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Lia, My Sister This work has been published in the Teen Ink monthly print magazine.

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     My calendar at home tells the story of my life and everything that happens in it. Important dates, deadlines, and birthdays are scrawled across the months. Black X’s indicate days off from school. Red circles accompany important holidays, like Christmas, Independence Day, and Thanksgiving. But this year, for the first time, there is a new red circle. It indicates culture and unity, it stands for family and togetherness - it is the Chinese New Year.

On July 26, 2006, my parents brought home my adopted Chinese sister, Lia. At just 11 months old and 15 pounds, she was off the medical charts - the bottom, that is. She was extremely skinny but healthy. At four days old, Lia had been abandoned in front of a hospital in Gaozhou, Guangzhou Province, China. She lived in a very poor orphanage for 10 months. The infants there spent most of their time in tiny, metal, cage-like cribs. They were propped up on pillows so they could feed themselves, and rarely saw the sky. Before Lia came to our home, she had never felt the grass. In the orphanage, Lia got only the most basic care; the caregivers did their best, but there were just too many babies.

I will always remember the first time she saw our living room with all the toys that were waiting for her. As soon as I set her down, she wailed in such a way that made your heart break and immediately clamored to be picked up again. Now, months later, Lia has adjusted and is doing really well. She is remarkably jovial considering that she has been through more in her first year than most people have in their entire life. Lia would not have had a future if she had stayed in China

If you ask me if Lia is my real sister, I will answer, “Of course,” and, no, I am not crazy. Just because she looks different from me does not mean we aren’t sisters. I love her just as much as I love my biological baby brother. She’s my sister - a person, though still young, who has inspired many changes in me.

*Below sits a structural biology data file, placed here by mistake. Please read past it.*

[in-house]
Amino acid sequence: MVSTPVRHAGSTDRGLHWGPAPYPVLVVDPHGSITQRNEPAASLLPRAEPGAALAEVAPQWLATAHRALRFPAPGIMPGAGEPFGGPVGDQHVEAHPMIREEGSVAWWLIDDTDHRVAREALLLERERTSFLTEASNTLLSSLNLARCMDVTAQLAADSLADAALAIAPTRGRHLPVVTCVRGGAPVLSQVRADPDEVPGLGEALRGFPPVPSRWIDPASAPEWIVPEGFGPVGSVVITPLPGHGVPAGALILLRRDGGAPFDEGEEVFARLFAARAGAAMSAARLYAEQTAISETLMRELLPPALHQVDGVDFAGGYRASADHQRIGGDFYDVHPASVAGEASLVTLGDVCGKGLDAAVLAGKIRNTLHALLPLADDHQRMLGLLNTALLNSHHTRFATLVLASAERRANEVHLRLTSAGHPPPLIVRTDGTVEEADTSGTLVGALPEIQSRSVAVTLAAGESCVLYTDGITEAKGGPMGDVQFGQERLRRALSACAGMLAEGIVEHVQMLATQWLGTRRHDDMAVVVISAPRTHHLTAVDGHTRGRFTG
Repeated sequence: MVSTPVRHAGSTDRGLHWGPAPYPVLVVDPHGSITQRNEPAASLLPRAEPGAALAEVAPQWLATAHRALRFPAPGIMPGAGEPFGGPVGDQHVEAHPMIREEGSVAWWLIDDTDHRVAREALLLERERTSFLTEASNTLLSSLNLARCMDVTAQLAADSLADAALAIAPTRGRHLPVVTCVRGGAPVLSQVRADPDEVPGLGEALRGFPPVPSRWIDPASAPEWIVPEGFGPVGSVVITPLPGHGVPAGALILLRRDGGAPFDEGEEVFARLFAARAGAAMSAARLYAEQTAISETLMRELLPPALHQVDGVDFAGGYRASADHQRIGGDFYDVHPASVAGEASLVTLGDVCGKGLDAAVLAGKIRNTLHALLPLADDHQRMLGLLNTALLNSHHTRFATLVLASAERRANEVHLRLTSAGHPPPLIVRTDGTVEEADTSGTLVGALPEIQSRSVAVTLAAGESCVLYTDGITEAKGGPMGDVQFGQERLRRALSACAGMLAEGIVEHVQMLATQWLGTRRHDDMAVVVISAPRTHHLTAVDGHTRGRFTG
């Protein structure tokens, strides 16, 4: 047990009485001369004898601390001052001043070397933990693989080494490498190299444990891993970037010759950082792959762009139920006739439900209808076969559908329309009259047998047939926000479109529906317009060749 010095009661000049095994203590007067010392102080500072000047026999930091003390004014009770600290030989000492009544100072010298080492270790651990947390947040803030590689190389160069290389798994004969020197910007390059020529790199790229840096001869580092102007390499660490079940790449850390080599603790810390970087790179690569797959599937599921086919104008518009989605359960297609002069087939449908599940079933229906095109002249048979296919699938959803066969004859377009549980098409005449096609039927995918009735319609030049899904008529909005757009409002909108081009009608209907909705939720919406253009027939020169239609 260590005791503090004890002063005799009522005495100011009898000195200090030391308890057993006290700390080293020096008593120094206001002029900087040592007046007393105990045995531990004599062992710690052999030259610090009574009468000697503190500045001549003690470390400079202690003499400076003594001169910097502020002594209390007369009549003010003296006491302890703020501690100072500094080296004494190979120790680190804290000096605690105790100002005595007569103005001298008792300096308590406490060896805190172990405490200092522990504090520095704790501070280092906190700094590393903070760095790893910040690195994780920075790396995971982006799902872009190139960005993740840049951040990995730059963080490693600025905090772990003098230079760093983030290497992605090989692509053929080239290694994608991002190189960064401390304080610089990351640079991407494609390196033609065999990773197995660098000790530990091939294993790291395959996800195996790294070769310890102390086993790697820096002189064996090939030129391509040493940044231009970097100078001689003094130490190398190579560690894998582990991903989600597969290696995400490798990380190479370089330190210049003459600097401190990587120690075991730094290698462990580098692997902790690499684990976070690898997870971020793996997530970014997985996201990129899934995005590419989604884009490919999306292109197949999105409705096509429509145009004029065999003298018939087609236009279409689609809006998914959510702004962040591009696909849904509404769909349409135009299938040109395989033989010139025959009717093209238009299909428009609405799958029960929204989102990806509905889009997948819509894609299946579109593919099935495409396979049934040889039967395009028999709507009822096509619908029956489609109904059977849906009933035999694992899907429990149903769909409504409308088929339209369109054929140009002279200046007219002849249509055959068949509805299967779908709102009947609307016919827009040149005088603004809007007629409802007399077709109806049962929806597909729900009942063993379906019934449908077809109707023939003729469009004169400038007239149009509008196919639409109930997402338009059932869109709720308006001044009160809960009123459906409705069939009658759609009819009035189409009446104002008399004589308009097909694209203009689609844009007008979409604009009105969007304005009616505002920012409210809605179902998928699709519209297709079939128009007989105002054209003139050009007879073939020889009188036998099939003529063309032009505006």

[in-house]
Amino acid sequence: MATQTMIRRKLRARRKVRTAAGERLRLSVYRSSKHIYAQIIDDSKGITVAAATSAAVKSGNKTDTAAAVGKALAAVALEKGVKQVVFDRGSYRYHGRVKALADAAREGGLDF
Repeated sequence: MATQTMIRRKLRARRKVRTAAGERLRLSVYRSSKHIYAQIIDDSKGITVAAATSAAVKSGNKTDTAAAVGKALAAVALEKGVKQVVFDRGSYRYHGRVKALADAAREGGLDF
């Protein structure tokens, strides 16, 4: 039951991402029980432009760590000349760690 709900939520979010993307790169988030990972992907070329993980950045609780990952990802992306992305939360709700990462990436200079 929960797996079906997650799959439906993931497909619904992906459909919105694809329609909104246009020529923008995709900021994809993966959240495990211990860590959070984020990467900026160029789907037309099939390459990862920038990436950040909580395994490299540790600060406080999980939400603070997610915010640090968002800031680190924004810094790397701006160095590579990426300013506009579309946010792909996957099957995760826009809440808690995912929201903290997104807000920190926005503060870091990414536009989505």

The experience of adopting Lia changed my attitude about the world. Knowing about her previous life has made me more thankful for what I have. Many high school students, including me, whine and complain about what we have. Older children in Lia’s orphanage have probably never seen a toothbrush, while we complain about having to brush our teeth twice a day. We don’t realize how lucky we are to have warm food, a good school, parents who believe in us, and a home.

Holidays for my family will never be the same. Having two young children in the house makes everything so much better and brighter. Since Lia arrived, she has been stuffed with turkey, ripped wrapping paper off presents, and stayed up late on New Year’s Eve.

Soon another tradition will begin in our family. Lia will wear a Chinese dress, have her picture taken multiple times, and display an exuberant smile. For the Chinese New Year we will celebrate culture, tradition, unity, and the change that is sometimes necessary to make a family grow and be happy. It might only be a circle on a calendar each year, but the memories it creates will last a lifetime.

This work has been published in the Teen Ink monthly print magazine. This piece has been published in Teen Ink’s monthly print magazine.




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